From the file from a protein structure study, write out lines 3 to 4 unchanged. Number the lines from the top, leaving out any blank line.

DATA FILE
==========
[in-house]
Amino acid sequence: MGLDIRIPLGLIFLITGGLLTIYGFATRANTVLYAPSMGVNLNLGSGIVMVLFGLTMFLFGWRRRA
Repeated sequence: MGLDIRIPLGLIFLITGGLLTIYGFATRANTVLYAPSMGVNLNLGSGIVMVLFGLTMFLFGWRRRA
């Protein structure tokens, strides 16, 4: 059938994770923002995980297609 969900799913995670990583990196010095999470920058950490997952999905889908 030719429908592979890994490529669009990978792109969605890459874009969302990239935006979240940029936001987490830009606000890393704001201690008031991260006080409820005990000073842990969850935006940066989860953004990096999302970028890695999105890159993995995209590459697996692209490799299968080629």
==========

Repeated sequence: MGLDIRIPLGLIFLITGGLLTIYGFATRANTVLYAPSMGVNLNLGSGIVMVLFGLTMFLFGWRRRA
């Protein structure tokens, strides 16, 4: 059938994770923002995980297609 969900799913995670990583990196010095999470920058950490997952999905889908 030719429908592979890994490529669009990978792109969605890459874009969302990239935006979240940029936001987490830009606000890393704001201690008031991260006080409820005990000073842990969850935006940066989860953004990096999302970028890695999105890159993995995209590459697996692209490799299968080629």